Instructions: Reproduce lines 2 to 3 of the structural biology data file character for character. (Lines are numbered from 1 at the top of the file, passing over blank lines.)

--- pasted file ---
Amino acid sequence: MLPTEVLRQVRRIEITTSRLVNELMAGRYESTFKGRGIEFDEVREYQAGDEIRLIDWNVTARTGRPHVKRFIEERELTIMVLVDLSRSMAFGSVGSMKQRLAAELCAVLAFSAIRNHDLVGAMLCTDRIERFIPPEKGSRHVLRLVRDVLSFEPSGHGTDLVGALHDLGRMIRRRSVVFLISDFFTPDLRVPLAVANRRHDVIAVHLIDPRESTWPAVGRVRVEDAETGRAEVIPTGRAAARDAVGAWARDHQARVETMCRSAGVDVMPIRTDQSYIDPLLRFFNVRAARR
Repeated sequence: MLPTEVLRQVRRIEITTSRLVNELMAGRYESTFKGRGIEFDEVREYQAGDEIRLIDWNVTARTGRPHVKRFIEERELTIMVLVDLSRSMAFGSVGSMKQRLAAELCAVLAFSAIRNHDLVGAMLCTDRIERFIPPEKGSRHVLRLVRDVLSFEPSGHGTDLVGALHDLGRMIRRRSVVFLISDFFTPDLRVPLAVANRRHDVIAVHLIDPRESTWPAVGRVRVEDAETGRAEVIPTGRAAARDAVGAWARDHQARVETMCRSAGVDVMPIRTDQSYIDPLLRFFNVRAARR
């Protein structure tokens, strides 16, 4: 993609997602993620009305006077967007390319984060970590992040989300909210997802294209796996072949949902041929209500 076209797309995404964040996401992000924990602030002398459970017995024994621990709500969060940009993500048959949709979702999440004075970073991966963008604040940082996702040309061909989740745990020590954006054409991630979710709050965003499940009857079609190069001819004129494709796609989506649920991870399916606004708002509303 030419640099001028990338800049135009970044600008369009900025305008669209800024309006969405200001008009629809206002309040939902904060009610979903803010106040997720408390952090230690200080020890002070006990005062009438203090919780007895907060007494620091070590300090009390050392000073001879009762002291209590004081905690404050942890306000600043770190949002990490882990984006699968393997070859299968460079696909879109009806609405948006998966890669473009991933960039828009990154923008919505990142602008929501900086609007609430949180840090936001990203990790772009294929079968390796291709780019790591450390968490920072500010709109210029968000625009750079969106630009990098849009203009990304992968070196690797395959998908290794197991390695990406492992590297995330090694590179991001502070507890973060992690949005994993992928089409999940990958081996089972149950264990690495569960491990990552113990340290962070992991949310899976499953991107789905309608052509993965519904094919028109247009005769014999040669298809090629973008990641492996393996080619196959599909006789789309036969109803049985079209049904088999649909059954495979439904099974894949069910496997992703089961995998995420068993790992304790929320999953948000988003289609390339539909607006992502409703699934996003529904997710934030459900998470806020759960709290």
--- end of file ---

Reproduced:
Repeated sequence: MLPTEVLRQVRRIEITTSRLVNELMAGRYESTFKGRGIEFDEVREYQAGDEIRLIDWNVTARTGRPHVKRFIEERELTIMVLVDLSRSMAFGSVGSMKQRLAAELCAVLAFSAIRNHDLVGAMLCTDRIERFIPPEKGSRHVLRLVRDVLSFEPSGHGTDLVGALHDLGRMIRRRSVVFLISDFFTPDLRVPLAVANRRHDVIAVHLIDPRESTWPAVGRVRVEDAETGRAEVIPTGRAAARDAVGAWARDHQARVETMCRSAGVDVMPIRTDQSYIDPLLRFFNVRAARR
């Protein structure tokens, strides 16, 4: 993609997602993620009305006077967007390319984060970590992040989300909210997802294209796996072949949902041929209500 076209797309995404964040996401992000924990602030002398459970017995024994621990709500969060940009993500048959949709979702999440004075970073991966963008604040940082996702040309061909989740745990020590954006054409991630979710709050965003499940009857079609190069001819004129494709796609989506649920991870399916606004708002509303 030419640099001028990338800049135009970044600008369009900025305008669209800024309006969405200001008009629809206002309040939902904060009610979903803010106040997720408390952090230690200080020890002070006990005062009438203090919780007895907060007494620091070590300090009390050392000073001879009762002291209590004081905690404050942890306000600043770190949002990490882990984006699968393997070859299968460079696909879109009806609405948006998966890669473009991933960039828009990154923008919505990142602008929501900086609007609430949180840090936001990203990790772009294929079968390796291709780019790591450390968490920072500010709109210029968000625009750079969106630009990098849009203009990304992968070196690797395959998908290794197991390695990406492992590297995330090694590179991001502070507890973060992690949005994993992928089409999940990958081996089972149950264990690495569960491990990552113990340290962070992991949310899976499953991107789905309608052509993965519904094919028109247009005769014999040669298809090629973008990641492996393996080619196959599909006789789309036969109803049985079209049904088999649909059954495979439904099974894949069910496997992703089961995998995420068993790992304790929320999953948000988003289609390339539909607006992502409703699934996003529904997710934030459900998470806020759960709290």